In this article we are talking about development loans. They are often the riskiest commercial property loans, but they can produce attractive returns. Even the most experienced lenders will have problem development loans from time to time.
The major banks have been the dominant providers of development loans in the past, and as corporations they have extensive systems and experience to manage risk. Their lending, credit, advisory and workout staff are all well-trained and hindsight reviews are the norm, but similar problems will continue to occur, sometimes for reasons outside the lender’s or even the developer’s control. Murphy’s Law is often proven. If anything can go wrong, it will.
We can divide development lending risks into five general categories:
Prudent lending requires that these risks be mitigated where possible.
Sponsor and finance risk
With residential development, the sponsor is critical to a project’s success. So Sponsor risk should be weighted accordingly.
Reputation is extremely important. A proven history of completing similar scale and complexity of projects is very valuable. Access to adequate resources (physical and financial) is also critical.
For new customers, or inexperienced ones, the lending team should assume that the Sponsor will somehow get it wrong. With this as a starting point, it’s easier to accurately assess and properly mitigate or manage other risks.
Generally, lenders mitigate where they can and then initially rely on the Sponsor to manage the other risks, with their oversight.
Planning, construction and market risks
Appropriate mitigation can minimise Planning risk (by requiring a development consent) and current Market risk (by requiring qualifying presales). Construction risk is much more difficult to deal with. It persists throughout the project delivery process, and poor quality can impact repayment risk afterwards. Please read our recent article Residential Build Quality and the Impact on Buyers, Developers and Builders.
Builder selection is a key risk that requires significant due diligence. In our experience, the probability of a loss on a loan is substantially higher where there is builder failure over other risks such as presale failure or market correction. The tier of the builder, their reputation and resources (physical and financial) should all be considered. Please read our recent article Builder Tier System.
As a general rule, lenders require a fixed price and time contract, and enter into a tripartite deed with the borrower and approved builder. The loan will have conditions dealing with progress payments and PCG meetings and the approved feasibility will provide details of the program and cash flow forecast. A lender’s representative will be appointed to report on progress claims.
For performing loans, during construction, the lender should regularly meet face to face with the developer while written monthly reports should also be obtained. Lender’s representative reports should be reviewed and PCGs should be attended.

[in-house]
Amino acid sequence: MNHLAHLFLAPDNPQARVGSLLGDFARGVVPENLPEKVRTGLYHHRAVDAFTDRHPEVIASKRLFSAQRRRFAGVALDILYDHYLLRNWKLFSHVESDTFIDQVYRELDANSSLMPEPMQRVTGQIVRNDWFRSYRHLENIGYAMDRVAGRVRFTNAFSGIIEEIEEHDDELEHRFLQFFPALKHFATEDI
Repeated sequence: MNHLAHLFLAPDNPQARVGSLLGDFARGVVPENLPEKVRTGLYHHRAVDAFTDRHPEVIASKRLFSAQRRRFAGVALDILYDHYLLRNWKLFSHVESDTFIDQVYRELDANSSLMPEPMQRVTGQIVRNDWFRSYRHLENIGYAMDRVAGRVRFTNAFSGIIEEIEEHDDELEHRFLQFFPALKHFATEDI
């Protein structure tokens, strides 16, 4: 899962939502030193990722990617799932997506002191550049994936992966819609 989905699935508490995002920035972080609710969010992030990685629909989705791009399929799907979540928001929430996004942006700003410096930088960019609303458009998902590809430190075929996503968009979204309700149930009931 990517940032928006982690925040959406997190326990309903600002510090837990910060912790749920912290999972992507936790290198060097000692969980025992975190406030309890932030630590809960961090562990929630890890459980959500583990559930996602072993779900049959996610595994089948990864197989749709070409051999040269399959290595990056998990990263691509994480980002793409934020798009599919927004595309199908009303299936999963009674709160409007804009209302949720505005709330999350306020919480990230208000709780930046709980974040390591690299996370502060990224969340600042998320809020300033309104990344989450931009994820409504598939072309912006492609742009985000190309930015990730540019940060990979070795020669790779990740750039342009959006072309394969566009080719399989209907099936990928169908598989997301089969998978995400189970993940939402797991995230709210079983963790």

Ultimately, what we should be looking for are things that will affect time, cost and quality.
Proactively manage to the approved cash flow. Remember that QS reports are backward looking and expect there to be a lag in the QS reporting delays. Any slippage should be immediately investigated.
Be mindful about the builder or developer deferring important program sensitive issues. These issues could become the developer’s and lender’s problems if time is running out (e.g. sunset date approaching).
Be mindful that builders are motivated to claim as much as possible in the early stages of a new build, commonly known as “front-end loading”. Understand the provisional sums and complete designs and obtain the necessary approvals as early as possible. Monitor variations carefully, considering whether changes are compliant with presales contracts.
Poor workmanship may not be immediately obvious. Inspect regularly and be thorough. Messy sites and those where there are lax OHS systems have often proven to be of poor quality. Gut feel is important.
Poor quality has to be nipped in the bud. It is better for all parties to fix quality issues before the trade in question has finished. There can be flow on issues requiring additional work from multiple trades. Also, the builder may not be as accepting of arguments about poor quality when the project is nearing completion and all the profit has been extracted.
Following are things to keep in mind when managing development loans:
- Attend with the Site Manager and PM and DM where appointed
- Inspect the site at the commencement of the meeting so that issues identified can be discussed
- Is the design complete and have the staged CCs issued? Is it the builder that is slow?
- Is the builder following the design? Layouts and elevations should be checked.
- Is the builder following the specification for presales?
- Progressive as built surveys should be required. Location, floor heights, roof height etc.
- Are engineering certificates being issued as structural elements are being undertaken?
- Are the critical stage inspections being undertaken?
Following these five recommendations will set you up for the successful management of your development loans:
- Ensure you completely understand the development
- Presume that your Sponsor will get it wrong
- Presume the same about the builder and ask yourself “what is the solution if the builder fails?”
- Leave nothing to chance, undertake comprehensive financial due diligence on the builder
- ensure the sponsor has material “skin in the game”
Newpoint Advisory provides loan management solutions for lenders as well as builder reviews and presales reviews. We always advocate prevention over cure.
If you would like further information about this article or would like to learn more about how Newpoint Advisory operates, please contact us.